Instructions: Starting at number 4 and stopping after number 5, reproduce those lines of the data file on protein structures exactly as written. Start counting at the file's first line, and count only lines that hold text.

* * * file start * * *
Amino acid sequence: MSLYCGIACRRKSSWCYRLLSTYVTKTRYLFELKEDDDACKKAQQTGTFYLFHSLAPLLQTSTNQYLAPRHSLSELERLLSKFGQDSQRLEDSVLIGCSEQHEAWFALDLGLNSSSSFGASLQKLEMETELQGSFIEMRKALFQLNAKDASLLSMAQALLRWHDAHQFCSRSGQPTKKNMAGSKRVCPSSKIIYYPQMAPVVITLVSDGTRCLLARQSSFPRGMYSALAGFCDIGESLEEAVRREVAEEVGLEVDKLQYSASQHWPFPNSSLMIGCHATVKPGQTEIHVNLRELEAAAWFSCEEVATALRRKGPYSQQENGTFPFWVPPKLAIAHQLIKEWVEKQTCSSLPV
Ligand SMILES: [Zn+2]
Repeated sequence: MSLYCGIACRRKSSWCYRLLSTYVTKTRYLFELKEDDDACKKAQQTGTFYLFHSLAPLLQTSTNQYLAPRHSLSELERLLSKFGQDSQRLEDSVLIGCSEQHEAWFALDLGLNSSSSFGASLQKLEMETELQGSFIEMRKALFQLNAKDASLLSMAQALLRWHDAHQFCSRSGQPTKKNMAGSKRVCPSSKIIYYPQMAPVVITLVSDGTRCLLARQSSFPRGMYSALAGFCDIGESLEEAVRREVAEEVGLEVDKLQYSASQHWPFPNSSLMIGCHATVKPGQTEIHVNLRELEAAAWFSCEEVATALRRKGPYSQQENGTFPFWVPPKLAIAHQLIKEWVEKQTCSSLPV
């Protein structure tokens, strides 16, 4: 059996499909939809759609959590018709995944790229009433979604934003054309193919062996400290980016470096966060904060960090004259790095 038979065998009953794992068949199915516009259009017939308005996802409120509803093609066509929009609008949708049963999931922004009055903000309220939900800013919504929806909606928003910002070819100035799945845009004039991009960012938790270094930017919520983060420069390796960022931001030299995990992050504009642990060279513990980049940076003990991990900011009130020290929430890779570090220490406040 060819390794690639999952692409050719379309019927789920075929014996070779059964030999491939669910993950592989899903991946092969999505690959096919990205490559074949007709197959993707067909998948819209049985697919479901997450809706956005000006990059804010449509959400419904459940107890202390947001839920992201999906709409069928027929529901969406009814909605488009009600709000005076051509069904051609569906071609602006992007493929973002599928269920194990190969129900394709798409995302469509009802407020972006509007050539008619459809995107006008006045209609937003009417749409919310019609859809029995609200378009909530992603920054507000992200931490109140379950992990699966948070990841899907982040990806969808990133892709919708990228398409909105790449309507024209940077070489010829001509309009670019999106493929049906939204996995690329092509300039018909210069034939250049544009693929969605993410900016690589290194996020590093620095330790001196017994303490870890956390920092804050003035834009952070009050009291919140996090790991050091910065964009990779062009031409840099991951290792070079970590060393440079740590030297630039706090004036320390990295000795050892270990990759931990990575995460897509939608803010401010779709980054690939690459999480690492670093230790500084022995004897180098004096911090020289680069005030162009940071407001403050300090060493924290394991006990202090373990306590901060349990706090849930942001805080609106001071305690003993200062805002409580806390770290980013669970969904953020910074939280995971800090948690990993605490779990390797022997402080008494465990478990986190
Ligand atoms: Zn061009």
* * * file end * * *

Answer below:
């Protein structure tokens, strides 16, 4: 059996499909939809759609959590018709995944790229009433979604934003054309193919062996400290980016470096966060904060960090004259790095 038979065998009953794992068949199915516009259009017939308005996802409120509803093609066509929009609008949708049963999931922004009055903000309220939900800013919504929806909606928003910002070819100035799945845009004039991009960012938790270094930017919520983060420069390796960022931001030299995990992050504009642990060279513990980049940076003990991990900011009130020290929430890779570090220490406040 060819390794690639999952692409050719379309019927789920075929014996070779059964030999491939669910993950592989899903991946092969999505690959096919990205490559074949007709197959993707067909998948819209049985697919479901997450809706956005000006990059804010449509959400419904459940107890202390947001839920992201999906709409069928027929529901969406009814909605488009009600709000005076051509069904051609569906071609602006992007493929973002599928269920194990190969129900394709798409995302469509009802407020972006509007050539008619459809995107006008006045209609937003009417749409919310019609859809029995609200378009909530992603920054507000992200931490109140379950992990699966948070990841899907982040990806969808990133892709919708990228398409909105790449309507024209940077070489010829001509309009670019999106493929049906939204996995690329092509300039018909210069034939250049544009693929969605993410900016690589290194996020590093620095330790001196017994303490870890956390920092804050003035834009952070009050009291919140996090790991050091910065964009990779062009031409840099991951290792070079970590060393440079740590030297630039706090004036320390990295000795050892270990990759931990990575995460897509939608803010401010779709980054690939690459999480690492670093230790500084022995004897180098004096911090020289680069005030162009940071407001403050300090060493924290394991006990202090373990306590901060349990706090849930942001805080609106001071305690003993200062805002409580806390770290980013669970969904953020910074939280995971800090948690990993605490779990390797022997402080008494465990478990986190
Ligand atoms: Zn061009």